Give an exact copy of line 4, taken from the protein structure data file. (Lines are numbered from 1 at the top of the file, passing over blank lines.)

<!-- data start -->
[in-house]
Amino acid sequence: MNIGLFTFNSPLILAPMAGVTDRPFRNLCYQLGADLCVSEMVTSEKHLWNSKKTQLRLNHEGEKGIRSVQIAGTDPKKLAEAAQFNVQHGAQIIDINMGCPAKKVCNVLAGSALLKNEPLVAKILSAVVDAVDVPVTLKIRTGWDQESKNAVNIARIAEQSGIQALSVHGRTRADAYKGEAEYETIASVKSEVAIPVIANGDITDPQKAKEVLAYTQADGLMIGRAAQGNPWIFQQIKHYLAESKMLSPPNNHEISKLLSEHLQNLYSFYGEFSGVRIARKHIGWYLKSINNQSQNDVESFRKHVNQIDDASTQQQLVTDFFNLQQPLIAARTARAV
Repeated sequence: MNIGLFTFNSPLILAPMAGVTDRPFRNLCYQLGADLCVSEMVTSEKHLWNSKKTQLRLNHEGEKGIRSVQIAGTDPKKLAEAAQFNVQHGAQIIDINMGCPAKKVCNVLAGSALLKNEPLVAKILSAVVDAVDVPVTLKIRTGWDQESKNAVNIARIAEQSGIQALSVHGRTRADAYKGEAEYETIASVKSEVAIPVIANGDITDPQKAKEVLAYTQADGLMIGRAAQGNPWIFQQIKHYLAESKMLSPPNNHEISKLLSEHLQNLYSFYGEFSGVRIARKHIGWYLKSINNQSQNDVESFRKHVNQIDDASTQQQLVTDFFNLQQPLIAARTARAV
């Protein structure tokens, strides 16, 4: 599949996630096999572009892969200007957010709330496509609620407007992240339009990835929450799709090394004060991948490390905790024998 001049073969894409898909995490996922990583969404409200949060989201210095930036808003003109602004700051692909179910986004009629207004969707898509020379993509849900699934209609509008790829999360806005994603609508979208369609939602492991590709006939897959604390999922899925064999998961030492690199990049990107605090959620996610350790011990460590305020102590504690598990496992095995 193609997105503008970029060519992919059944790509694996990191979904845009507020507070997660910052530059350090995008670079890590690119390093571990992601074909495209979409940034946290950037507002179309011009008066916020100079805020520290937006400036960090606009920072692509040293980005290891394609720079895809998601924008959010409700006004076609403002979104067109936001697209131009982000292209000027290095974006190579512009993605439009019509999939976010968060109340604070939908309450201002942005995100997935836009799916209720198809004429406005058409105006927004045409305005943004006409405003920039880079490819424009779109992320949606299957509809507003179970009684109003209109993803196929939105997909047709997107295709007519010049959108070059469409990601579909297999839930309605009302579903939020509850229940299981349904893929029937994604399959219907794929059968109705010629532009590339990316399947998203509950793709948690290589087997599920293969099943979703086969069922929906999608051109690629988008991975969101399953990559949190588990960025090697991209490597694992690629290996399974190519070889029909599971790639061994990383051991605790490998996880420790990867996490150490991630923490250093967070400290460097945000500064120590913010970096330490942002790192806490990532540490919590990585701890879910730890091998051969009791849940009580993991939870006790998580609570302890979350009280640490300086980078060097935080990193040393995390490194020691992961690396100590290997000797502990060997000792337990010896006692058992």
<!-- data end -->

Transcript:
């Protein structure tokens, strides 16, 4: 599949996630096999572009892969200007957010709330496509609620407007992240339009990835929450799709090394004060991948490390905790024998 001049073969894409898909995490996922990583969404409200949060989201210095930036808003003109602004700051692909179910986004009629207004969707898509020379993509849900699934209609509008790829999360806005994603609508979208369609939602492991590709006939897959604390999922899925064999998961030492690199990049990107605090959620996610350790011990460590305020102590504690598990496992095995 193609997105503008970029060519992919059944790509694996990191979904845009507020507070997660910052530059350090995008670079890590690119390093571990992601074909495209979409940034946290950037507002179309011009008066916020100079805020520290937006400036960090606009920072692509040293980005290891394609720079895809998601924008959010409700006004076609403002979104067109936001697209131009982000292209000027290095974006190579512009993605439009019509999939976010968060109340604070939908309450201002942005995100997935836009799916209720198809004429406005058409105006927004045409305005943004006409405003920039880079490819424009779109992320949606299957509809507003179970009684109003209109993803196929939105997909047709997107295709007519010049959108070059469409990601579909297999839930309605009302579903939020509850229940299981349904893929029937994604399959219907794929059968109705010629532009590339990316399947998203509950793709948690290589087997599920293969099943979703086969069922929906999608051109690629988008991975969101399953990559949190588990960025090697991209490597694992690629290996399974190519070889029909599971790639061994990383051991605790490998996880420790990867996490150490991630923490250093967070400290460097945000500064120590913010970096330490942002790192806490990532540490919590990585701890879910730890091998051969009791849940009580993991939870006790998580609570302890979350009280640490300086980078060097935080990193040393995390490194020691992961690396100590290997000797502990060997000792337990010896006692058992």